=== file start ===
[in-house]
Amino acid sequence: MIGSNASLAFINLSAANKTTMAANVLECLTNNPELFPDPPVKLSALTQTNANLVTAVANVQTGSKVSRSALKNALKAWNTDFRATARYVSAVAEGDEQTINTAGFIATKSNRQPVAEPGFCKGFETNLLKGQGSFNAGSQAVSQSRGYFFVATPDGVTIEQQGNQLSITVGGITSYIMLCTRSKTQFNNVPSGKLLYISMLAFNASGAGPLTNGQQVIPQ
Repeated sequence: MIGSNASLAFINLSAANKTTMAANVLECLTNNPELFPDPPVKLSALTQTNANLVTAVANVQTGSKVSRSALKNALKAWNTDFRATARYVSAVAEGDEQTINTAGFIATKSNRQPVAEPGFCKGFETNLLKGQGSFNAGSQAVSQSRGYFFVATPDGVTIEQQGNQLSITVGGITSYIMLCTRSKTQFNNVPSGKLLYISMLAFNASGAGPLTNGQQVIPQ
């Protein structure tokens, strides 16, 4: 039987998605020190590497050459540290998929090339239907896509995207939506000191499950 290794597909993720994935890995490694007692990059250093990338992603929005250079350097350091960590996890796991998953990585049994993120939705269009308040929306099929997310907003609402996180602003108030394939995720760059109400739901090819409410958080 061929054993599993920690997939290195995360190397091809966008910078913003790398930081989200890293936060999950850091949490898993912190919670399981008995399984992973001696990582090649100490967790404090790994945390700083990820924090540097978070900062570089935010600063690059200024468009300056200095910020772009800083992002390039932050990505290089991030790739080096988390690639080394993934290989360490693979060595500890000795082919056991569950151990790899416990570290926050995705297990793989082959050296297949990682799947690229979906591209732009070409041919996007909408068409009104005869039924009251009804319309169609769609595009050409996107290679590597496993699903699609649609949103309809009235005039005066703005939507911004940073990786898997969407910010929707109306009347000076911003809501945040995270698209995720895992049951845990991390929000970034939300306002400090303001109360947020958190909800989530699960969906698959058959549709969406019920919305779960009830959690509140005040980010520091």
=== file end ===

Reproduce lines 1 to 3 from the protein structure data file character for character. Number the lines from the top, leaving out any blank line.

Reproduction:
[in-house]
Amino acid sequence: MIGSNASLAFINLSAANKTTMAANVLECLTNNPELFPDPPVKLSALTQTNANLVTAVANVQTGSKVSRSALKNALKAWNTDFRATARYVSAVAEGDEQTINTAGFIATKSNRQPVAEPGFCKGFETNLLKGQGSFNAGSQAVSQSRGYFFVATPDGVTIEQQGNQLSITVGGITSYIMLCTRSKTQFNNVPSGKLLYISMLAFNASGAGPLTNGQQVIPQ
Repeated sequence: MIGSNASLAFINLSAANKTTMAANVLECLTNNPELFPDPPVKLSALTQTNANLVTAVANVQTGSKVSRSALKNALKAWNTDFRATARYVSAVAEGDEQTINTAGFIATKSNRQPVAEPGFCKGFETNLLKGQGSFNAGSQAVSQSRGYFFVATPDGVTIEQQGNQLSITVGGITSYIMLCTRSKTQFNNVPSGKLLYISMLAFNASGAGPLTNGQQVIPQ